Here are some suggestions from real psychology experts about how to de-stress. Hope some will apply to you!

  1. Stick to a daily routine.

  2. Get dressed for the social life you want and take the time for self care. I have not worn jeans for the last 3 weeks and I probably won’t but I do agree with the self care. I have been taking more time to thoroughly apply my skin care products, and do deep hair conditioning masks. I have been enjoying the makeup free break. Despite my botox wearing off, I feel like my skin is really breathing and looking great.

  3. Get some fresh air! Try to go outside for at least 30 minutes a day. As much as I complain about my kids driving me crazy, we were playing outside when my husband brought out the tennis rackets and we started hitting like beach paddle ball. I have to admit, it was unexpected and so much fun. Be grateful for unexpected moments like that.

  4. Move or exercise for 30 minutes a day even if you don’t feel like it.

  5. Reach out to others for at least 30 minutes a day. The tech available now is amazing! I like Facetime and Zoom. I now have weekly wine and FaceTime chats with my best friend from elementary school who I haven’t spoken to in decades! It’s like we picked up where we left off. I plan to reach out to more long lost friends.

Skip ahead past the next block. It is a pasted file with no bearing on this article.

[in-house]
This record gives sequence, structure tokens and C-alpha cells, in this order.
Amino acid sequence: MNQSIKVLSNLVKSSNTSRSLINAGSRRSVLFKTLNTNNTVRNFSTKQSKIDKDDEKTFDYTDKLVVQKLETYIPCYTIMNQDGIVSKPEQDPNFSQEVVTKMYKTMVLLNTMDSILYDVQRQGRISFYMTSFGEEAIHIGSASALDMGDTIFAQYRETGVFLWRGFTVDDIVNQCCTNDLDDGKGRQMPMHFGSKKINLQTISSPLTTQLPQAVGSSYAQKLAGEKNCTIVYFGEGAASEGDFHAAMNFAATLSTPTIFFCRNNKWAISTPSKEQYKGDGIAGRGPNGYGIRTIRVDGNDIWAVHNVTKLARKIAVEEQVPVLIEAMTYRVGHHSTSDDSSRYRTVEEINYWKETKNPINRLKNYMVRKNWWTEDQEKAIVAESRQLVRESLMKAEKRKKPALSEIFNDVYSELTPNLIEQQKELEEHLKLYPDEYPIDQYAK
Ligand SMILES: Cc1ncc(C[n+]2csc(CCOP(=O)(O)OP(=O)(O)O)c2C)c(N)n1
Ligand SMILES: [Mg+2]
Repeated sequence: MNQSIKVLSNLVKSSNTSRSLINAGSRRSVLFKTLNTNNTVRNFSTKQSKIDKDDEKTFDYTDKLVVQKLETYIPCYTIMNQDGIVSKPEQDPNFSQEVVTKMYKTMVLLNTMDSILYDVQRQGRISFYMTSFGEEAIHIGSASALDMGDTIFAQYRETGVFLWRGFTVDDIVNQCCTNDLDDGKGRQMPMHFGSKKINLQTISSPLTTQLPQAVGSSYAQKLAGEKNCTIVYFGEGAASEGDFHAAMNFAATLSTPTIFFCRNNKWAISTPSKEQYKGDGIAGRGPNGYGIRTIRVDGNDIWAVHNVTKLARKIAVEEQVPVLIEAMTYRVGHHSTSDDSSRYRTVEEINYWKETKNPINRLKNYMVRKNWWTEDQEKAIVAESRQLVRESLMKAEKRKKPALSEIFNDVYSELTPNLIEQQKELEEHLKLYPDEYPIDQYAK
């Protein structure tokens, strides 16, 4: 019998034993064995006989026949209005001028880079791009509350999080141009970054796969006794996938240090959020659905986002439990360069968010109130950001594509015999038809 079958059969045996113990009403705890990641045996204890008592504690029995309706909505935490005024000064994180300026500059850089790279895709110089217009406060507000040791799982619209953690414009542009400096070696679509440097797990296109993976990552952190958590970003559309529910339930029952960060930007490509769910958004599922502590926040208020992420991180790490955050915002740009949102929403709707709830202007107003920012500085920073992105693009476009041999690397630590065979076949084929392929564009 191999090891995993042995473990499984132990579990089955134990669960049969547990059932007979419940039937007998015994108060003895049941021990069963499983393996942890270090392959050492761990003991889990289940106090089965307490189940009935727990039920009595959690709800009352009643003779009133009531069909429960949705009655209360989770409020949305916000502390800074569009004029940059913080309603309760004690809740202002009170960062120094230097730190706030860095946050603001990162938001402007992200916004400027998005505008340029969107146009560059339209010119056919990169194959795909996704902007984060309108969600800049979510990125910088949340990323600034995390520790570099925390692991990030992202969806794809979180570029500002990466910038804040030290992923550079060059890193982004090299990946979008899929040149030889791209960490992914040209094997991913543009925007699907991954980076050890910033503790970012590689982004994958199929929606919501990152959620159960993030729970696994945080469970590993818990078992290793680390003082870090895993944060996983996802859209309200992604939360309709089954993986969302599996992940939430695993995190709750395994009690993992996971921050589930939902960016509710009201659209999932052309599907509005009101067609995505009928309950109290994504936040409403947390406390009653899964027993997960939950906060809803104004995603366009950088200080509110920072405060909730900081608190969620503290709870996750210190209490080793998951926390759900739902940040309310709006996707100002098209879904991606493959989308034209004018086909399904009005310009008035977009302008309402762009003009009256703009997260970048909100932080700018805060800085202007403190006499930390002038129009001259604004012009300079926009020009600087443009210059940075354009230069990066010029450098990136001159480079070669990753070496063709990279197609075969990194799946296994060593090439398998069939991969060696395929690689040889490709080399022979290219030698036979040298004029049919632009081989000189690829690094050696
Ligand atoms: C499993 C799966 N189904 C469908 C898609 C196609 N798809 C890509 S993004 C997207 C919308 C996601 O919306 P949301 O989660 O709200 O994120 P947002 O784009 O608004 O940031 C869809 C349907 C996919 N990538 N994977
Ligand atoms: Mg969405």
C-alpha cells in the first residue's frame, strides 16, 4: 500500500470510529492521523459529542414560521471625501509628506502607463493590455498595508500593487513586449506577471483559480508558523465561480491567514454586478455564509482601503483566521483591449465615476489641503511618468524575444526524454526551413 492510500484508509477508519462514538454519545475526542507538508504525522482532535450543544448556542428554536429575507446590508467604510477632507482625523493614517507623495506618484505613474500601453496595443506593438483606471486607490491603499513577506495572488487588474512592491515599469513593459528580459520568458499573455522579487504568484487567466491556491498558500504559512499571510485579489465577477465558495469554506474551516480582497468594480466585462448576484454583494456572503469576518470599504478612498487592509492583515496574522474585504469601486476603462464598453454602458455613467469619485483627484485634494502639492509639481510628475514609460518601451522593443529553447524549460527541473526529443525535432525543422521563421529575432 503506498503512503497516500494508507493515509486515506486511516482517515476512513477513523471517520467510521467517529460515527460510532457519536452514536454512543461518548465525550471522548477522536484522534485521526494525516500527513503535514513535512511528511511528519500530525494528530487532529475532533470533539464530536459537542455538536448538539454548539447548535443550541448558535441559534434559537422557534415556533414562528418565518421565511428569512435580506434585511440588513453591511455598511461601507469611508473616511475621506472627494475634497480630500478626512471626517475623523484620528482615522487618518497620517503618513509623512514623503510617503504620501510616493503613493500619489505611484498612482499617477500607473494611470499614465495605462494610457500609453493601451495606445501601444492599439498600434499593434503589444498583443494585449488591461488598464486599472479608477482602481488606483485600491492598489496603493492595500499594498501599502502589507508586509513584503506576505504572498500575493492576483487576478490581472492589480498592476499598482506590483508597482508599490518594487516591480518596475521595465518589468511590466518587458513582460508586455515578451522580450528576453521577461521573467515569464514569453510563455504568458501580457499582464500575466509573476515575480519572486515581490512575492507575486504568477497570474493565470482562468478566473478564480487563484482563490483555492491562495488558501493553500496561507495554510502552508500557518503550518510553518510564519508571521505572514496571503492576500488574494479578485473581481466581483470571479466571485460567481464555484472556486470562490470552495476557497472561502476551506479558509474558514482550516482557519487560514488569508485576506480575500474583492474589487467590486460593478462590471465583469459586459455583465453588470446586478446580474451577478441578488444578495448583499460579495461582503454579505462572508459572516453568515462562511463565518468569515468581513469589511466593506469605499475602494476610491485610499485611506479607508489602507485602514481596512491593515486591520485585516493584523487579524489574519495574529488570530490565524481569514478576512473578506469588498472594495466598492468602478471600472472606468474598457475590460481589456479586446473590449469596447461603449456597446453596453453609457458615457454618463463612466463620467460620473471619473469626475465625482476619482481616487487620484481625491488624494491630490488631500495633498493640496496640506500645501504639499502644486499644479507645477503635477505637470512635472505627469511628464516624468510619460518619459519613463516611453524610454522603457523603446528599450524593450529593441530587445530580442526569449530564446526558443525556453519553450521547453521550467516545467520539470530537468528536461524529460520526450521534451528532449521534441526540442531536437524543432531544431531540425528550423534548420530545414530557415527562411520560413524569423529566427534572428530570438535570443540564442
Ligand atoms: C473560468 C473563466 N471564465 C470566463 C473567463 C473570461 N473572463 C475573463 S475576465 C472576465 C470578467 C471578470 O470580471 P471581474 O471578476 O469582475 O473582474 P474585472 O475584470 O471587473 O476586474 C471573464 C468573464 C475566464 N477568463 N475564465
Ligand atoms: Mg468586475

6. Stay hydrated and eat well. This is easier said than done. Allow yourself some “cheats.” I am baking with my oldest and truly enjoying our sweet creations.

  7. Realize that everyone is doing the best they can and give them the benefit of the doubt. Don’t engage in an argument that you don’t want to be a part of, don’t hold a grudge, keep your cool in a blow up and apologize if you just got overwhelmed and move on. We all feel the same way and have our moments when our worst is revealed

  8. Designate a retreat space for yourself. I’m still working on that one. My shower isn’t even safe from my kids.

  9. Give yourself what psychologists call “Radical self-acceptance.” Accept that this situation sucks and there is no roadmap for what lies ahead. Lower your expectations, don’t resort to blame.

  10. Limit social media and the news. Also easier said than done because I like to be in the know.

  11. Learn about all the good in the world and see how you can help. Balance negative news with positive news. Our frontline doctors and nurses are our true heroes. Scientists are true innovators and working on a vaccine as you read this. Forget about celebrities suffering in their villas on the pacific coast and influencers attempting to stay relevant. Donate, pick up groceries for the elderly, support your local restaurants. Watch cute videos and memes and make TikTok videos with your kids (I wish I could; it’s so up my alley).

  12. Keep busy and distracted with a long term project. Learn how to play an instrument, start a huge jigsaw puzzle, clean out all the closets in your house (my project).

  13. Seek help. Reach out to your therapist, stay on meds, seek a support group. If you're not sure whom to reach out to, ask family members for help.

Remember, this is temporary. It’s a blip on the radar of our lives. There are good times ahead with love, laughter, closeness, and touch. We will come out of this stronger and smarter.